Contributed by Lee Nguyen, Country Head of 2C2P Vietnam
In one of the most dynamic emerging economies in Southeast Asia, cash is still king. Despite Vietnam’s accelerating digital adoption spurred by the pandemic, many merchants and consumers in the country still rely heavily on cash for transactions.
Nonetheless, the future of digital payments looks promising. Vietnam has the fastest-growing digital economy in Southeast Asia, powered by a growing e-commerce sector. According to the IDC InfoBrief commissioned by 2C2P and MRC, traditional payment methods constitute just 11% of the total e-commerce payments market in 2022, and is expected to drop to 6% by 2025.
In this article, I’ll start with a deep dive into Vietnam’s digital payments landscape, looking at the main drivers of its shift towards digitalisation. Then I’ll share my thoughts on the evolving opportunities in payment methods and how 2C2P is supporting the market through its digital transformation.
While they acknowledge the convenience of online banking and non-cash methods, many Vietnamese require greater assurance of these methods’ security and reliability in light of fraud issues. For example, there have been recent cases of bank customers losing billions of dong through fraudulent internet bank transfers done via stolen SIM cards.
Some businesses, mostly small and medium-sized enterprises (SMEs), still prefer to receive cash payments to minimise tax claims. Occasionally, businesses give 2-3% discounts for cash payments, which may be a more lucrative option in the short term.
As merchants still deem cash the simplest way to accept payments, many shops – especially small family-owned businesses – do not have non-cash payment acceptance points, such as POS systems.
However, more consumers are adopting e-wallets, and this shift will no doubt add to the push towards wider acceptance of non-cash payments. By 2026, Vietnam is projected to gain almost 43 million new e-wallet users, so I see the shift from cash gaining more momentum soon.
Aside from the evolving consumer behaviour, government initiatives are another factor driving digitalisation forward in Vietnam.
In 2020, then-Prime Minister Nguyen Xuan Phuc issued Directive No. 22/CT-TTg to promote non-cash payments. The legislation instructed the State Bank of Vietnam (SBV) and the Ministries of Industry and Trade, Finance, Health, Education and Training, and Transport to develop mechanisms and policies to encourage cashless and electronic payments.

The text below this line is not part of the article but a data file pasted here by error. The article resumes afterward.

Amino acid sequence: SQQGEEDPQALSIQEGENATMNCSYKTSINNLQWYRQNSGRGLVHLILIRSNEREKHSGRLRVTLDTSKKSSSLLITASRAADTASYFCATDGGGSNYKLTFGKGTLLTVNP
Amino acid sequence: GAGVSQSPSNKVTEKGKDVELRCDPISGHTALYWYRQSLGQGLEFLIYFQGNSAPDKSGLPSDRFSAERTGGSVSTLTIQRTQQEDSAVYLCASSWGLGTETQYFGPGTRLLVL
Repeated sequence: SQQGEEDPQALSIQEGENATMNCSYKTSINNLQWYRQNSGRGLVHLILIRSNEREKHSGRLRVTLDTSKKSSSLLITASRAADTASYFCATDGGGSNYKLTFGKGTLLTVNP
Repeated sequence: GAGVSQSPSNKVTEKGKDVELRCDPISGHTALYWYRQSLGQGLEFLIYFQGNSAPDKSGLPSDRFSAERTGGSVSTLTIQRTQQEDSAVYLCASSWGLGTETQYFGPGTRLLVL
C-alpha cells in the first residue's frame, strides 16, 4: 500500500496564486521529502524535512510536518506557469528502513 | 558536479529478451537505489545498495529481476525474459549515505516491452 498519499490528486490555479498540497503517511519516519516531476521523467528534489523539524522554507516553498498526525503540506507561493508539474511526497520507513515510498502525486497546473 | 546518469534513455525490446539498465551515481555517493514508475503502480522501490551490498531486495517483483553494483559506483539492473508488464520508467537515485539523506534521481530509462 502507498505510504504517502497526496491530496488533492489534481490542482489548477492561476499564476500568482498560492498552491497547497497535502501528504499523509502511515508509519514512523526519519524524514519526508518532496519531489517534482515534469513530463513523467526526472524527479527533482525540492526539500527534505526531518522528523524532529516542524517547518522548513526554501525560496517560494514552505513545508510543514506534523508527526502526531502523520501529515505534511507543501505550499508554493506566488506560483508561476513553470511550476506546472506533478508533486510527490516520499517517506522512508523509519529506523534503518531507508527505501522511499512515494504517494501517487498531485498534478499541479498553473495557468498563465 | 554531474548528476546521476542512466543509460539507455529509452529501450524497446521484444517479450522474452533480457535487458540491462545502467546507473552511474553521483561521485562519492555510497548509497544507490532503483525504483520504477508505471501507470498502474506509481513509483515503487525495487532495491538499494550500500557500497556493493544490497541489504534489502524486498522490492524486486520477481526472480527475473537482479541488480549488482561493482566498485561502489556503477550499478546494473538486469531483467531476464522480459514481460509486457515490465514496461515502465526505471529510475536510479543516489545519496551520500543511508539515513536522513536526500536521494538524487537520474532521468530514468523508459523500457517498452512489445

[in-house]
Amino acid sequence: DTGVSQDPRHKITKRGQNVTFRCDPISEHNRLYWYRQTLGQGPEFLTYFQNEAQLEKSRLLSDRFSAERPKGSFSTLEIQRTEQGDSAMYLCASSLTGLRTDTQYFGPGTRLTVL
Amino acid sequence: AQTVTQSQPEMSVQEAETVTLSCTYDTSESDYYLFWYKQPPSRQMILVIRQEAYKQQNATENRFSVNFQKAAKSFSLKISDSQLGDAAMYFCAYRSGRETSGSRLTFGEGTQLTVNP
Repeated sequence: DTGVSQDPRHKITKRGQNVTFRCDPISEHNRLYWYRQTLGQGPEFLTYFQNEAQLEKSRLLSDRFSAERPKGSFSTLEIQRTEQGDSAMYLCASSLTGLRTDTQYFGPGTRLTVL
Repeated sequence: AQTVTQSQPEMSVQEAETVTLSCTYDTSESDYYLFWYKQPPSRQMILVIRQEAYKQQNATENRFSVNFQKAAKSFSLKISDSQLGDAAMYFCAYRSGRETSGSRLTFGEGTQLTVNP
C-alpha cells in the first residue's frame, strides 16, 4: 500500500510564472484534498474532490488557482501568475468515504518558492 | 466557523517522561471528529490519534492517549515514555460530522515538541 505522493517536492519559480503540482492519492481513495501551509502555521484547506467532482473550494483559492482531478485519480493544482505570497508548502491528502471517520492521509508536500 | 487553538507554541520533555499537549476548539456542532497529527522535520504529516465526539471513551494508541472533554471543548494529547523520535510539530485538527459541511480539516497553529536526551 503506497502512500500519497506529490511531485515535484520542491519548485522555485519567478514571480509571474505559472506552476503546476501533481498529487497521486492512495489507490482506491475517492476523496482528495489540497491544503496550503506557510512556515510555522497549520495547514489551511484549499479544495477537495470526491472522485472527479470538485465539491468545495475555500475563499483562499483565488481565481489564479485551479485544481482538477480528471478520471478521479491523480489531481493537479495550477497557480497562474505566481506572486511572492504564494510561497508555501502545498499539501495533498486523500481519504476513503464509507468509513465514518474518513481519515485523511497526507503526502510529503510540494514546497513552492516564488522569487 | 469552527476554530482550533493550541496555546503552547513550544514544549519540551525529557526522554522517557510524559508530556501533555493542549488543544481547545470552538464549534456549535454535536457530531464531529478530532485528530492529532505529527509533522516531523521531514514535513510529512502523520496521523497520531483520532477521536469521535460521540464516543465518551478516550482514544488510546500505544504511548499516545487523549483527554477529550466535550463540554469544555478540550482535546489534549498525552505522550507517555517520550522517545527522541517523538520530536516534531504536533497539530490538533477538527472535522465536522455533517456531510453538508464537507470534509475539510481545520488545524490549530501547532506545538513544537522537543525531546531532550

SBV has been supporting the National Payment Corporation of Vietnam (NAPAS) in its development over the last five years. NAPAS provides an electronic payment infrastructure and services like financial switching and electronic clearing for banks and payment companies.
NAPAS provides an inter-bank payment service for transactions below 500 million VND, while SBV manages larger transactions through the older IBPS system.
In the future, NAPAS will also offer an inter-wallet payment service to transfer money from one e-wallet to another and serve as the single point of integration for cross-border transactions. It will connect to other national payment systems, such as India’s Unified Payments Interface (UPI).
NAPAS also manages and operates VietQR, which has become the national QR standard used by all banks and e-payment companies in Vietnam. The recent cross-border QR payment linkage of VietQR and Thai QR enables tourists from both countries to make convenient cross-border transactions via mobile banking applications of participating banks.
Vietnam’s Ministry of Public Security plans to provide eKYC (Electronic Know Your Customer) data and services to financial institutes to make digital onboarding and transactions much more secure. Now, the government has tasked them with building a centralised database of all citizens, with approval to share selected information with financial institutions to enhance eKYC.
The government has instructed SMEs to report their transactions on a daily basis to get real-time tax estimations. As well as supporting efforts to steer Vietnam away from cash and towards non-cash payments, this move provides better payment control and allows the government to collect taxes more quickly and efficiently.